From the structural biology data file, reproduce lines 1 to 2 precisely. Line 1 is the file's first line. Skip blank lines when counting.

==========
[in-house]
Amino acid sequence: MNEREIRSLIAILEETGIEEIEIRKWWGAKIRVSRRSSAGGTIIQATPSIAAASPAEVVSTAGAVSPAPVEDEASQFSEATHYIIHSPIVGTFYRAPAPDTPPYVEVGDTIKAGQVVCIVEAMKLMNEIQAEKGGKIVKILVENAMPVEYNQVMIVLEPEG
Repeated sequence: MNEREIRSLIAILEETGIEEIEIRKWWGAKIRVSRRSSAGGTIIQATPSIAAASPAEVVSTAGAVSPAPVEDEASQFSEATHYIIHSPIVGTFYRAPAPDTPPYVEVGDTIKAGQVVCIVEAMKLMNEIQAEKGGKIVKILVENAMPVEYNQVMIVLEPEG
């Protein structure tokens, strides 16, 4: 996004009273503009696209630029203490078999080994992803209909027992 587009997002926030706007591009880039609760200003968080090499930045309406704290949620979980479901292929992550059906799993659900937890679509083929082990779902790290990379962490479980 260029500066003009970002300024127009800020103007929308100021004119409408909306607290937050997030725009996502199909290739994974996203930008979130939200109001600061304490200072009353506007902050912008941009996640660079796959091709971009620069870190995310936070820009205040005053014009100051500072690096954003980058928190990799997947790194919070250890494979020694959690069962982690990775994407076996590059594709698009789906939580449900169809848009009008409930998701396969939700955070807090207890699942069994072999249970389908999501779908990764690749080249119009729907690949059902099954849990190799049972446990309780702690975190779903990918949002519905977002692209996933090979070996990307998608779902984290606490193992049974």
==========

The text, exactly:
[in-house]
Amino acid sequence: MNEREIRSLIAILEETGIEEIEIRKWWGAKIRVSRRSSAGGTIIQATPSIAAASPAEVVSTAGAVSPAPVEDEASQFSEATHYIIHSPIVGTFYRAPAPDTPPYVEVGDTIKAGQVVCIVEAMKLMNEIQAEKGGKIVKILVENAMPVEYNQVMIVLEPEG